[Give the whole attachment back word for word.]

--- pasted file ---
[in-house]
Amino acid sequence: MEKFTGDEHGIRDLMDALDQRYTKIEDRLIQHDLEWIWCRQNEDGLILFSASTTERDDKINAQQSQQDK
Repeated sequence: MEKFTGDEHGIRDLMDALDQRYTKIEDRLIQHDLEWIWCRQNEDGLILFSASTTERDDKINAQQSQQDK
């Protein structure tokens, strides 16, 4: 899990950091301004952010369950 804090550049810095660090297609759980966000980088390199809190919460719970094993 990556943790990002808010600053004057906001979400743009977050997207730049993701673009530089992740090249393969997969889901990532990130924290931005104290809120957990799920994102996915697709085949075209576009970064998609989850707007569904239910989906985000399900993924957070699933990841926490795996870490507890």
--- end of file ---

[in-house]
Amino acid sequence: MEKFTGDEHGIRDLMDALDQRYTKIEDRLIQHDLEWIWCRQNEDGLILFSASTTERDDKINAQQSQQDK
Repeated sequence: MEKFTGDEHGIRDLMDALDQRYTKIEDRLIQHDLEWIWCRQNEDGLILFSASTTERDDKINAQQSQQDK
């Protein structure tokens, strides 16, 4: 899990950091301004952010369950 804090550049810095660090297609759980966000980088390199809190919460719970094993 990556943790990002808010600053004057906001979400743009977050997207730049993701673009530089992740090249393969997969889901990532990130924290931005104290809120957990799920994102996915697709085949075209576009970064998609989850707007569904239910989906985000399900993924957070699933990841926490795996870490507890």